By Chris Nashawaty
Updated August 25, 2011 at 04:00 AM EDT
Jasin Boland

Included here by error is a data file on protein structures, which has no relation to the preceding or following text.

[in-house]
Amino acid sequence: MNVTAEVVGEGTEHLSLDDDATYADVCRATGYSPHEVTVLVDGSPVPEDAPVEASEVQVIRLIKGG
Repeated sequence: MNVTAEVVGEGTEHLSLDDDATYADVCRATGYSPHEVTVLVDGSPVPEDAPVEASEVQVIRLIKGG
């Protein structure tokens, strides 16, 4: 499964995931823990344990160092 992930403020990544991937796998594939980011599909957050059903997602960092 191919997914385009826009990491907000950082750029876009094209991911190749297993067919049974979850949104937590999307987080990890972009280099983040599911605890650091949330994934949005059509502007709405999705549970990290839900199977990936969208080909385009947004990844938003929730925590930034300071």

After her Oscar-nominated breakout performance in 2007’s Atonement, Saoirse Ronan became someone to keep an eye on. At 13, the Irish ingenue with the alabaster skin and otherworldly blue eyes was so self-assured on screen, she seemed like one of those rare child actors who come along once a decade or so. The only question was, would her career lift off like Jodie Foster’s or flame out like Lindsay Lohan’s? The verdict was put on hold with 2009’s The Lovely Bones — a dreadful adaptation in which she was one of the few bright spots — but Hanna (2011, PG-13, 1 hr., 51 mins.) delivers it loud and clear: She’s here to stay. Reteaming with Atonement director Joe Wright, Ronan plays a shy, quiet teenager who lives in the snowy hinterlands of Finland, where she’s been trained by her ex-CIA-operative father (Eric Bana) to fight and kill. She may look like sugar and spice, but she’s a natural-born badass. In the doozy of an opening scene, Hanna wounds a reindeer with an arrow, then, just as you think she’s about to show remorse, she whips out a gun and finishes the job with a kill shot to the head. Who is this girl? The movie wisely waits to answer that. In the meantime, Hanna ventures out into the world, which makes her father’s former CIA handler (a deliciously sinister Cate Blanchett) twitchy. Hanna is a loose end — one with a knack for snapping the neck of every goon sent to get her. I’ll admit that the idea of Jason Bourne in the body of a teenage girl sounds ridiculous. But Ronan shows us the confused kid beneath the icy killer’s exterior. I can’t wait to see what she does next. B+